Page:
But there are also the policy issues that have led to this tangled mess. It's easy to blame Federal largess: the various stimulus payments that people are eager to spend, and the increased unemployment payments making people less willing to take low-paying jobs. However, there are other issues, like the pissing match China got into with Australia over the issue of responsibility for COVID-19, which led to Australia refusing to sell China any more coal, with consequent energy shortages leading to rolling blackouts and periodic factory shutdowns all over China. A lot of those factories are making the stuff that we're wanting to buy, so when those factories aren't working at full capacity, it's going to result in shortages.

And then there's the issue of the manufacturers of integrated circuits -- the chips on which so much of modern life depends -- being shut down or otherwise unable to fulfill demand. I've read several accounts of auto manufacturers shutting down their assembly lines not because they can't get personnel, but because they can't get the runtime computers and other chips that are essential to a modern vehicle -- and these can't just be added to the finished vehicles later. But it's not just the auto industry that is feeling the pinch. Almost every durable good in our homes -- large and small appliances, entertainment equipment, you name it -- uses chips, often because it's cheaper to buy an off-the-shelf microcontroller and get a programmer to write the necessary software to govern the relevant processes than it is to build an electromechanical controller. So your washing machine may still have a mechanical dial control like the ones fifty years ago, but it's now connected to a microcontroller that uses dozens of sensors to allow your washing machine to determine how high to fill the tub based upon the weight of the load, to time the wash and rinse cycles according to amount of soil on the clothes, etc. But if those chips aren't available, the washing machine can't be made.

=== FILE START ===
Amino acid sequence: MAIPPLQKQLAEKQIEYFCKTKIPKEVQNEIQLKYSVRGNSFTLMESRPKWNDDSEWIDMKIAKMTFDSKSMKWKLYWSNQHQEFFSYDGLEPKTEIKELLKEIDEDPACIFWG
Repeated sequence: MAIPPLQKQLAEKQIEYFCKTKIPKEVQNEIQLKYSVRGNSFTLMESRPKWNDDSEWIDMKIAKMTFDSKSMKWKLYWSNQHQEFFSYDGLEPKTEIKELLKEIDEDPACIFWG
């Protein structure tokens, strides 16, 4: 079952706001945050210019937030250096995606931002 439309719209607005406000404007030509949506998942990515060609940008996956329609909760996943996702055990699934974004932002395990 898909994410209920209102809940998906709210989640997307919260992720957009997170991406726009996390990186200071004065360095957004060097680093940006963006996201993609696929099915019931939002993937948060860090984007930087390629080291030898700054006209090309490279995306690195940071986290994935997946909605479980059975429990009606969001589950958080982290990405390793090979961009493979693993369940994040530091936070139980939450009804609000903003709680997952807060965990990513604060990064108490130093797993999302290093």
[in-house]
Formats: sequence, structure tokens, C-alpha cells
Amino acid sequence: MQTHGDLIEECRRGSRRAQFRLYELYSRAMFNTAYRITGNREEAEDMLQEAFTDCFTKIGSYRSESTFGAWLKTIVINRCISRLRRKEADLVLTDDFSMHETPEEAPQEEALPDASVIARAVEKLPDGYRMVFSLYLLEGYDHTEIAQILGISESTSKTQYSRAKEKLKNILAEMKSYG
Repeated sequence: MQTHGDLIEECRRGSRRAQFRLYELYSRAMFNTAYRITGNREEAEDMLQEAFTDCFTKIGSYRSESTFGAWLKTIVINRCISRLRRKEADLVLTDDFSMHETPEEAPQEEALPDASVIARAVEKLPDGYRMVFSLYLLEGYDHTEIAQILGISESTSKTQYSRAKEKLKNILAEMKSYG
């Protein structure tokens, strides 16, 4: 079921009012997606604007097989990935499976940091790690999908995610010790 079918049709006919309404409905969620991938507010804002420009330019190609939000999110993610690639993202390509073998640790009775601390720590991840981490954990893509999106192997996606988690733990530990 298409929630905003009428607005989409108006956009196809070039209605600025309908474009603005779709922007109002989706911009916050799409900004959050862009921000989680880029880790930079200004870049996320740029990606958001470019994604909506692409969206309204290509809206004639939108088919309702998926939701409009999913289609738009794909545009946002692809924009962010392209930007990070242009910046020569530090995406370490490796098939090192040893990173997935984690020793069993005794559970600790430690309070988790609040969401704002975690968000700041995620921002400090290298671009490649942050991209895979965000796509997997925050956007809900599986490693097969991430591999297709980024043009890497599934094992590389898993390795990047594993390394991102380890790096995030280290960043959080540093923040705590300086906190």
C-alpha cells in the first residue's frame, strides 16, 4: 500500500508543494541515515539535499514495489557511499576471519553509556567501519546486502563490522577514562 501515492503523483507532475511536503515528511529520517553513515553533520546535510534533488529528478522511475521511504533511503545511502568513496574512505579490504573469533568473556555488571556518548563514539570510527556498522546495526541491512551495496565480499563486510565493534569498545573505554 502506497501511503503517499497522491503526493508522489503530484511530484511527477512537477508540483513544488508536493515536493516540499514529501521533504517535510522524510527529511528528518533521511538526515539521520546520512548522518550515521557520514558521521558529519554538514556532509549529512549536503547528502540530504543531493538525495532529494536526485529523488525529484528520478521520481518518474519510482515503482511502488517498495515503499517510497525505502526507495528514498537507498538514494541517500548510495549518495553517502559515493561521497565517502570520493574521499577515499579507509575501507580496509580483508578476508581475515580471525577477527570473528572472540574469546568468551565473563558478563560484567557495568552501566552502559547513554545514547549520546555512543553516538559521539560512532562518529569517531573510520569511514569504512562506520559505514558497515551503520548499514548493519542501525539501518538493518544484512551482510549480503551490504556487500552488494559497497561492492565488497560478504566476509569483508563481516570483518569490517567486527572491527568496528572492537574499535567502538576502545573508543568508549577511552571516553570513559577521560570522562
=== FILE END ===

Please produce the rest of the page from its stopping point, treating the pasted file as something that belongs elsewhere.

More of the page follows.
I'm thinking we're going to be seeing some major shifts in economic patterns, both at the individual level and nationwide. We're going to have to get used to making things last again, and stocking up when things are available rather than just buying what we need at the moment. And there may be some serious re-evaluation of Just In Time logistics, and the offshoring of vital industries like chip fabbing.

I know that we're going to be planning on making quite a few things last a few more years longer than we'd planned. I'd been hoping that we could replace our van in a year or two, but I'm thinking it's going to last a lot longer than that, even if it means some repairs we wouldn't have normally considered. And there are a lot of other things I might have liked to replace that may have to be kept in service, including a stove with an oven that needs repair.